The Virtues of the Sacred Month of Muharram and Fasting on ‘Ashura

Courtesy : ISLAM QA.COM

Allah’s sacred month of Muharram is a blessed and important month. It is the first month of the Hijri calendar and is one of the four sacred months concerning which Allah says (interpretation of the meaning):

“Verily, the number of months with Allah is twelve months (in a year), so it was ordained by Allah on the Day when He created the heavens and the earth; of them, four are sacred. That is the right religion, so wrong not yourselves therein … ” [Al-Qur’an 9:36]

Abu Bakrah, may Allah be pleased with him, reported that the Prophet, peace be upon him, said:

“The year is twelve months of which four are sacred, the three consecutive months of Dhu’l-Qa’dah, Dhu’l-Hijjah and Muharram, and Rajab Mudar which comes between Jumada and Sha’ban.” [Reported by al-Bukhari, 2958]

Muharram is so called because it is a sacred (muharram) month and to confirm its sanctity.

Allah’s words: “… so wrong not yourselves therein … ” mean do not wrong yourselves in these sacred months, because sin in these months is worse than in other months. It was reported that Ibn ‘Abbas said that this phrase referred to all the months, then these four were singled out and made sacred, so that sin in these months is more serious and good deeds bring a greater reward.

Qutadah said concerning this phrase that wrongdoing during the sacred months is more serious and more sinful that wrongdoing at any other time. Wrongdoing at any time is a serious matter, but Allah gives more weight to whichever of His commands He will. Allah has chosen certain ones of His creation. He has chosen from among the angels Messengers and from among mankind Messengers. He chose from among speech the remembrance of Him (dhikr). He chose from among the earth the mosques, from among the months Ramadhan and the sacred months, from among the days Friday and from among the nights Laylat al-Qadr, so venerate that which Allah has told us to venerate. People of understanding and wisdom venerate the things that Allah has told us to venerate. [Summarized from the Tafsir of Ibn Kathir, may Allah have mercy on him.]

The Virtue of Observing More Nafil Fasts During Muharram

Abu Hurayrah, may Allah be pleased with him, reported that the Messenger of Allah, peace be upon him, said:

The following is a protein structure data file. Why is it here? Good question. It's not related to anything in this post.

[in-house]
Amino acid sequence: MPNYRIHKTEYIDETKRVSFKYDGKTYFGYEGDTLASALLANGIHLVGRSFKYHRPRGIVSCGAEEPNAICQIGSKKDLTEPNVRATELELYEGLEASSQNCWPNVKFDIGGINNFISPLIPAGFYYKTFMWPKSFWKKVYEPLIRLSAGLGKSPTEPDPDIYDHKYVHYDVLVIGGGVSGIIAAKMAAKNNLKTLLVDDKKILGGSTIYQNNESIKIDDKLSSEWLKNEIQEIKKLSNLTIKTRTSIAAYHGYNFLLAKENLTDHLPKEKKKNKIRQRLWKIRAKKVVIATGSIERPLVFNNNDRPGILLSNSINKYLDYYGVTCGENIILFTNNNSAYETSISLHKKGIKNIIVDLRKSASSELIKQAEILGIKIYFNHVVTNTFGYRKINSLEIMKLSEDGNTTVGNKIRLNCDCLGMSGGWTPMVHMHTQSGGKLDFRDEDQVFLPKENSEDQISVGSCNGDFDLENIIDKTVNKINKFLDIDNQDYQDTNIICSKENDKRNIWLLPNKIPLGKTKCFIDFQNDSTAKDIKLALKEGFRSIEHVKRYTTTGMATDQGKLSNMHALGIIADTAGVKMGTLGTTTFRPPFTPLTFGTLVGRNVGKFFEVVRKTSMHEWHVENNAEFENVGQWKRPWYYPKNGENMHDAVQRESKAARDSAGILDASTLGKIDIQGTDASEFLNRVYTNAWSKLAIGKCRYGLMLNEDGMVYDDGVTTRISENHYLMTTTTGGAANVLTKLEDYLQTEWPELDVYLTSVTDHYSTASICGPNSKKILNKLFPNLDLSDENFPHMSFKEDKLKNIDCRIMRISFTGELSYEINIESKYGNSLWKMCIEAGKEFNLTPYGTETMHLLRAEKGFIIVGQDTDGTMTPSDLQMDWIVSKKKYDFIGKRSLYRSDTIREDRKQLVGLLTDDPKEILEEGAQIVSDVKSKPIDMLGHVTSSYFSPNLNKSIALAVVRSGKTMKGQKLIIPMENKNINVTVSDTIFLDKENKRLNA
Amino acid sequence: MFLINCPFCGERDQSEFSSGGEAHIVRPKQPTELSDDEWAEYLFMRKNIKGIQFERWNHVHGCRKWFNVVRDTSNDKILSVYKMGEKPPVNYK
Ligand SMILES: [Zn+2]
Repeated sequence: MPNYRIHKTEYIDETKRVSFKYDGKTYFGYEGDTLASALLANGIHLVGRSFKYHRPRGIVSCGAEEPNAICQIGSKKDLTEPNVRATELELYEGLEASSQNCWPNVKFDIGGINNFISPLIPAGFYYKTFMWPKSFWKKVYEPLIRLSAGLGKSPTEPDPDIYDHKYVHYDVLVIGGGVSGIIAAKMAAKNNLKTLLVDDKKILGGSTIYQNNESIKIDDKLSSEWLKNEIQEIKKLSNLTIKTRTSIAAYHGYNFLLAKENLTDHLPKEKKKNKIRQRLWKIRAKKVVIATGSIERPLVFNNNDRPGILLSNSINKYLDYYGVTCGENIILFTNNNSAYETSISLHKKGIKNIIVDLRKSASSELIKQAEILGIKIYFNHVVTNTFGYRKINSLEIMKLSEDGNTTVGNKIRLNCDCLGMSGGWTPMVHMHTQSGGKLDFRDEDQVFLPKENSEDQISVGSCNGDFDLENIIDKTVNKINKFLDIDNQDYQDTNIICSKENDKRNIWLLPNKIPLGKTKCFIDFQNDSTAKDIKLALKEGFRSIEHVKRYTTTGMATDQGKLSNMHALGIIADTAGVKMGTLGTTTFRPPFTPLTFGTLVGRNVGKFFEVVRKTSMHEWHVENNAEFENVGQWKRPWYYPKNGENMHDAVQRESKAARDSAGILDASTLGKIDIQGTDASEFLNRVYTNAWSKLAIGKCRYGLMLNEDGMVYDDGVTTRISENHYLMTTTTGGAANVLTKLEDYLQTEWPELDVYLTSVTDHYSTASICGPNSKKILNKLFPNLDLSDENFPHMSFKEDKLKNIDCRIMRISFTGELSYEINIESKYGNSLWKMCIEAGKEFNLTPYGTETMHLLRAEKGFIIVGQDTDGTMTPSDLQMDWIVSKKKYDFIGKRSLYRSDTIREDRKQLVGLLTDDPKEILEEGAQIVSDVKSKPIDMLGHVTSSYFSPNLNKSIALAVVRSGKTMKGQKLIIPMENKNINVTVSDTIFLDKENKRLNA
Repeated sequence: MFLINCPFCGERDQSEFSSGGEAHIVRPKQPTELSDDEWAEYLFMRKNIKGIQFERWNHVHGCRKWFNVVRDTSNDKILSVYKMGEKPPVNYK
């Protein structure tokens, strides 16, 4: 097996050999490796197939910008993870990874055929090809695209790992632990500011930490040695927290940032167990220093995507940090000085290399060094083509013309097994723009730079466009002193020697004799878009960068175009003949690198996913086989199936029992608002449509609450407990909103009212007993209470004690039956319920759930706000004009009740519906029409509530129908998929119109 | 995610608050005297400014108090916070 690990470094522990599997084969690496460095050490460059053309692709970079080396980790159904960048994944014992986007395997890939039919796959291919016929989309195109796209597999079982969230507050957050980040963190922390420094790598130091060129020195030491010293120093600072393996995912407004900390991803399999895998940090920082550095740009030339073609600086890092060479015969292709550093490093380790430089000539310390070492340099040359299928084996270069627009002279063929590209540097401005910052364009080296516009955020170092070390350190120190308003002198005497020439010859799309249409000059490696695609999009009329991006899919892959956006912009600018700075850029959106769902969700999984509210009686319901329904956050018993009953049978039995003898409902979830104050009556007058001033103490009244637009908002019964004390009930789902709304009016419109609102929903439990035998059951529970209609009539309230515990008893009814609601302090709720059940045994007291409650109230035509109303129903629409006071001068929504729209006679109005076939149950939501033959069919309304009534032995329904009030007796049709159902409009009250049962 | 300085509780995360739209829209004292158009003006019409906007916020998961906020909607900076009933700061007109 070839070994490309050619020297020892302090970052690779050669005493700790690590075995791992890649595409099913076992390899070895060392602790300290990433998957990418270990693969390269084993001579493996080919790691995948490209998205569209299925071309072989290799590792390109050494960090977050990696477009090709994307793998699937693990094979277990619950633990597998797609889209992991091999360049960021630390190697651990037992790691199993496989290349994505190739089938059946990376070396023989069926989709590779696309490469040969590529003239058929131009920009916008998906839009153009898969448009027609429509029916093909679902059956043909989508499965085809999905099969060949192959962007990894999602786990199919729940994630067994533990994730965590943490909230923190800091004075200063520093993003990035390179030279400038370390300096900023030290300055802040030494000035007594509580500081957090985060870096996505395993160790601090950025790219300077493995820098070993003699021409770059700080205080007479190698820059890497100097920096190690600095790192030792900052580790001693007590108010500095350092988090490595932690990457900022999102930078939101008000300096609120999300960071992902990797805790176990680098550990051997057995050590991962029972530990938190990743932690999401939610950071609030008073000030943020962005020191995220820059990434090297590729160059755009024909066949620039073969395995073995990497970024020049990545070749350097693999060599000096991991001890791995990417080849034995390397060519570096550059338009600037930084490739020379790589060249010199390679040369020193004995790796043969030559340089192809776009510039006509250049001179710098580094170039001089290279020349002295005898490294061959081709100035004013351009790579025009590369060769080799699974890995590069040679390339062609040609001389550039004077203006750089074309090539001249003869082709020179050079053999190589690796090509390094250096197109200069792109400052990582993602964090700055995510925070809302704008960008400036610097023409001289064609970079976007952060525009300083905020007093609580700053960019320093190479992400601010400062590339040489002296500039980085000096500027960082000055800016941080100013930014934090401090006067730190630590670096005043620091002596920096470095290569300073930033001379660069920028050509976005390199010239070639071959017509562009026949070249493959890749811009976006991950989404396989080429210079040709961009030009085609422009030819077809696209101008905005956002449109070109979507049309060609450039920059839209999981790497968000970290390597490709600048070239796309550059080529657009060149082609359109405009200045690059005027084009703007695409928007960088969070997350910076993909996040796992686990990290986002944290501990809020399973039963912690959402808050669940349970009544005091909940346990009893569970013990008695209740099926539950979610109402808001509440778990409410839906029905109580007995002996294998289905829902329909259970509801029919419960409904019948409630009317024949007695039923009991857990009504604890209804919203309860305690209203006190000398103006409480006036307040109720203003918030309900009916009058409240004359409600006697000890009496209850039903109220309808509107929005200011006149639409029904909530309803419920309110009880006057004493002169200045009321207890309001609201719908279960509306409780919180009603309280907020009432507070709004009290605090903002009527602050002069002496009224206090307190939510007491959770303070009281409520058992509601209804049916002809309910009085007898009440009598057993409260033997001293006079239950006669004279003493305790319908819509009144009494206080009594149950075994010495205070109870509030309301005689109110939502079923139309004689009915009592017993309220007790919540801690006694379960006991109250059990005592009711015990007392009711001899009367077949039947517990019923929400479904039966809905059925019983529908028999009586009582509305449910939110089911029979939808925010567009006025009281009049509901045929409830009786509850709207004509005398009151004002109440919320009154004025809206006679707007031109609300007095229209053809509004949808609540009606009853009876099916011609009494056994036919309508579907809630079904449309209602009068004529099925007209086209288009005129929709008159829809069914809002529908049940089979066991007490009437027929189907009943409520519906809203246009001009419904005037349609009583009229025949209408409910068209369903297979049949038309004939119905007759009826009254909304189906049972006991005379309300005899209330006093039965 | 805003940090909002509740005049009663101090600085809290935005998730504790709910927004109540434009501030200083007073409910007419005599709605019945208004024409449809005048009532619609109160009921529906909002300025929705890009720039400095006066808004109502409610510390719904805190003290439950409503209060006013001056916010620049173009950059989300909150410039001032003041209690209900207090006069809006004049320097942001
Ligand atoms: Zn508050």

“The best fasting after Ramadhan is fasting Allah’s month of Muharram.” [Reported by Muslim, 1982]

The phrase “Allah’s month”, connecting the name of the month to the name of Allah in a genitive grammatical structure, signifies the importance of the month. Al-Qari said:

“The apparent meaning is all of the month of Muharram.”

But it was proven that the Prophet, peace be upon him, never fasted any whole month apart from Ramadhan, so this hadith is probably meant to encourage increasing one’s fasting during Muharram, without meaning that one should fast for the entire month.

It was reported that the Prophet, peace be upon him, used to fast more in Sha’ban. It is likely that the virtue of Muharram was not revealed to him until the end of his life, before he was able to fast during this month. [Sharh an-Nawawi ‘ala Sahih Muslim]

Allah chooses whatever times and places He wills

Al-‘Izz ibn ‘Abdus-Salam, may Allah have mercy on him, said:

“Times and places may be given preferred status in two ways, either temporal or spiritual. With regard to the latter, this is because Allah bestows His generosity on His slaves at those times or in those places, by giving a greater reward for deeds done, such as giving a greater reward for fasting in Ramadhan than for fasting at all other times, and also on the day of ‘Ashura, the virtue of which is due to Allah’s generosity and kindness towards His slaves on that day … ” [Qawa’id al-Ahkam, 1/38]

‘Ashura in History

Ibn ‘Abbas, may Allah be pleased with him, reported that the Prophet, peace be upon him, came to Madinah and saw the Jews fasting on the day of ‘Ashura. He asked:

“What is this?”

They said: “This is a righteous day, it is the day when Allah saved the Children of Israel from their enemies, so Musa fasted on this day.” He said:

“We have more right to Musa than you,” so he fasted on that day and commanded [the Muslims] to fast on that day. [Reported by al-Bukhari, 1865]